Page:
Corruption charges ensnare Netanyahu weeks before election

After two years of investigation, Israel's attorney general has recommended Prime Minister Benjamin Netanyahu be indicted on several corruption charges, a momentous move that will likely turn Israel's election into a referendum on the prime minister.

Sebastian Scheiner/AP
Israeli Prime Minister Benjamin Netanyahu delivers a statement in Ramat Gan, Israel, on Feb. 21, 2019. The attorney general has recommended that Mr. Netanyahu be charged for a series of corruption scandals. Israelis head to the polls on April 9.

Israel's attorney general on Thursday recommended indicting Prime Minister Benjamin Netanyahu with bribery and breach of trust in a series of corruption cases, a momentous move that shook up Israel's election campaign and could spell the end of the prime minister's illustrious political career.

Attorney General Avichai Mandelblit announced his decision after more than two years of intense investigations and deliberations.

Police had recommended indicting Netanyahu for bribery, fraud, and breach of trust in three different cases that ranged from accepting expensive gifts from wealthy allies to allegedly trading influence for more favorable press coverage.

"The attorney general has reached his decision after thoroughly examining the evidence," his statement said.

The final decision on indictment will only take place after a hearing, where Mr. Netanyahu is given the opportunity to defend himself. That process is expected to take many months and be completed long after the April 9 elections.

But the recommendations immediately cast a cloud over the campaign and Netanyahu's future.

An indictment would mark the first time in Israeli history that a sitting prime minister has been charged with a crime. Former Prime Minister Ehud Olmert served time in prison for corruption, but had already resigned by the time he was charged.

Netanyahu doesn't look to go that quietly. He denies any wrongdoing and calls the various allegations a media-orchestrated witch hunt aimed at removing him from office. He has vowed to carry on and is deadlocked in the polls, 40 days before Israelis go to vote.

Netanyahu scheduled a press conference later Thursday to respond to the attorney general's decision.

In a last-ditch effort to prevent the public release of an indictment, Netanyahu's Likud party petitioned the Supreme Court to have it delayed until after the elections. But the court rejected the request Thursday afternoon, potentially clearing the way for an announcement from the attorney general.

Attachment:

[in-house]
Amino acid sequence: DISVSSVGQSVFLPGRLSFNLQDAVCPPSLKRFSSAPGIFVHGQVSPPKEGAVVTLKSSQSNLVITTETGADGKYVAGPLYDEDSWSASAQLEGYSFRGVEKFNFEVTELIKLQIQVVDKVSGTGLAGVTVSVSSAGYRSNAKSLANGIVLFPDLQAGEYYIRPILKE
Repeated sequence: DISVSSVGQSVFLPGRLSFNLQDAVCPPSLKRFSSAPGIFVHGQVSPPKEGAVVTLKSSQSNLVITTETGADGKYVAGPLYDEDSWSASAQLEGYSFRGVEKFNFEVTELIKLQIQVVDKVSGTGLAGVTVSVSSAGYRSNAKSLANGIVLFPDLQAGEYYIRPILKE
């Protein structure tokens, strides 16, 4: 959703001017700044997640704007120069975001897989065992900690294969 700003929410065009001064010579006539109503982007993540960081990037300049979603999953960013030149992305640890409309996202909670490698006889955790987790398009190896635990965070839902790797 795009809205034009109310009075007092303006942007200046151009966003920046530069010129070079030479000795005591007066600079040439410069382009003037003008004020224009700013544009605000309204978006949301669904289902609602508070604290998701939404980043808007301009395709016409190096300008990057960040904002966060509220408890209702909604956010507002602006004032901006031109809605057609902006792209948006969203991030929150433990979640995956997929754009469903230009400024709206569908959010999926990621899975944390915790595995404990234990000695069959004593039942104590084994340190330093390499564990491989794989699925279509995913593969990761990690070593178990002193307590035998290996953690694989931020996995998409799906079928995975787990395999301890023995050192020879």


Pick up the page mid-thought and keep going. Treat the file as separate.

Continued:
Despite opposition calls for Netanyahu to step down, Likud and his other nationalist coalition partners have lined up behind him thus far, all but ruling out sitting in a government led by his primary opponent, retired military chief Benny Gantz.

While Israeli prime ministers are not required by law to resign if charged, the prospect of a prime minister standing trial while simultaneously running the country would be unchartered territory.

Mr. Mandelblit's decision could either galvanize Netanyahu's hard-line supporters who see him as a victim of an overzealous prosecution or turn more moderate backers against him who have tired of his lengthy rule tainted by long-standing accusations of corruption and hedonism.

Either way, the upcoming elections appear to be morphing into a referendum on Netanyahu as he seeks to become the longest serving premier in Israeli history. Netanyahu have been prime minister since 2009 and served a previous term between 1996 and 1999.

President Trump, with whom Netanyahu has forged a close connection, offered the Israeli leader a boost ahead of the expected announcement.

"I just think he's been a great prime minister and I don't know about his difficulty but you tell me something people have been hearing about, but I don't know about that," he said in response to a question in Hanoi, where he was holding a summit with the leader of North Korea.